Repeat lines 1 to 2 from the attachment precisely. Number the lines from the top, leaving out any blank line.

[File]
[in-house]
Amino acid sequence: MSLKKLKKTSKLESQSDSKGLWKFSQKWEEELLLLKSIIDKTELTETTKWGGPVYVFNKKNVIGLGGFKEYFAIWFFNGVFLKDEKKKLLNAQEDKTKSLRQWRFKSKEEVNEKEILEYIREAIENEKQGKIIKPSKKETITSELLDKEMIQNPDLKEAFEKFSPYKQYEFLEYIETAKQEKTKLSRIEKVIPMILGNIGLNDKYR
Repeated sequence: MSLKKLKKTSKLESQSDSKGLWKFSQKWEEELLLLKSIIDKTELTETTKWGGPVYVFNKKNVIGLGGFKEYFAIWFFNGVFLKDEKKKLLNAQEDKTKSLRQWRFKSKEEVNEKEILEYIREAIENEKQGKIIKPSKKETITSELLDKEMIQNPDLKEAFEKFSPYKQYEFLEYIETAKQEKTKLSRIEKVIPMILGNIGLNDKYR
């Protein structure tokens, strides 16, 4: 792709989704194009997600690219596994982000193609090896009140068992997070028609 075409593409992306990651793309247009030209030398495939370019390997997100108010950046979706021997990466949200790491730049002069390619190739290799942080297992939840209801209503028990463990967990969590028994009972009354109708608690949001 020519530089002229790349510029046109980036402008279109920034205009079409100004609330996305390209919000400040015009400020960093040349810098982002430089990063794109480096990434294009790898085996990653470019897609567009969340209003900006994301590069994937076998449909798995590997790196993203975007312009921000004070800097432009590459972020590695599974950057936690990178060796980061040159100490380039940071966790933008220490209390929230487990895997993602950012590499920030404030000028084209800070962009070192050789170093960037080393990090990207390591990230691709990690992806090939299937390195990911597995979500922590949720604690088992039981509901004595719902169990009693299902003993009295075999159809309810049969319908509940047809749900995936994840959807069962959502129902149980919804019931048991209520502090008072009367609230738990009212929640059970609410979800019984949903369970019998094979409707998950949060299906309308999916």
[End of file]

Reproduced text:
[in-house]
Amino acid sequence: MSLKKLKKTSKLESQSDSKGLWKFSQKWEEELLLLKSIIDKTELTETTKWGGPVYVFNKKNVIGLGGFKEYFAIWFFNGVFLKDEKKKLLNAQEDKTKSLRQWRFKSKEEVNEKEILEYIREAIENEKQGKIIKPSKKETITSELLDKEMIQNPDLKEAFEKFSPYKQYEFLEYIETAKQEKTKLSRIEKVIPMILGNIGLNDKYR